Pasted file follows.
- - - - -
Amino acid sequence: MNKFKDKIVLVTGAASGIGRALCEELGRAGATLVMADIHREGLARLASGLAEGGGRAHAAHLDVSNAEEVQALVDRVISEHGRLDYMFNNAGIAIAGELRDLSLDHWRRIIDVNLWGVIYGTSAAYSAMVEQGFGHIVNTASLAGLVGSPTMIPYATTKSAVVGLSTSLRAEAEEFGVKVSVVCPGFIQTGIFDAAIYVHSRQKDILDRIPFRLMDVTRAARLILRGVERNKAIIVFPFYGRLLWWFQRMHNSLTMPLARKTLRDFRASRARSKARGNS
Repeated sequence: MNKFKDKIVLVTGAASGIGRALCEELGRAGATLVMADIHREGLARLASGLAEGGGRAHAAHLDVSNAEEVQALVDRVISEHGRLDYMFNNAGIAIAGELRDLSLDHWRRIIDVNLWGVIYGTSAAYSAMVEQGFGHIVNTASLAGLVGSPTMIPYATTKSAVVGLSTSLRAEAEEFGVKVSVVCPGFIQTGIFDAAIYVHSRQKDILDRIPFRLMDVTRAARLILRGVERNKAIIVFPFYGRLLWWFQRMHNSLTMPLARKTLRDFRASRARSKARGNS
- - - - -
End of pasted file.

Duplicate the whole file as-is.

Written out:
Amino acid sequence: MNKFKDKIVLVTGAASGIGRALCEELGRAGATLVMADIHREGLARLASGLAEGGGRAHAAHLDVSNAEEVQALVDRVISEHGRLDYMFNNAGIAIAGELRDLSLDHWRRIIDVNLWGVIYGTSAAYSAMVEQGFGHIVNTASLAGLVGSPTMIPYATTKSAVVGLSTSLRAEAEEFGVKVSVVCPGFIQTGIFDAAIYVHSRQKDILDRIPFRLMDVTRAARLILRGVERNKAIIVFPFYGRLLWWFQRMHNSLTMPLARKTLRDFRASRARSKARGNS
Repeated sequence: MNKFKDKIVLVTGAASGIGRALCEELGRAGATLVMADIHREGLARLASGLAEGGGRAHAAHLDVSNAEEVQALVDRVISEHGRLDYMFNNAGIAIAGELRDLSLDHWRRIIDVNLWGVIYGTSAAYSAMVEQGFGHIVNTASLAGLVGSPTMIPYATTKSAVVGLSTSLRAEAEEFGVKVSVVCPGFIQTGIFDAAIYVHSRQKDILDRIPFRLMDVTRAARLILRGVERNKAIIVFPFYGRLLWWFQRMHNSLTMPLARKTLRDFRASRARSKARGNS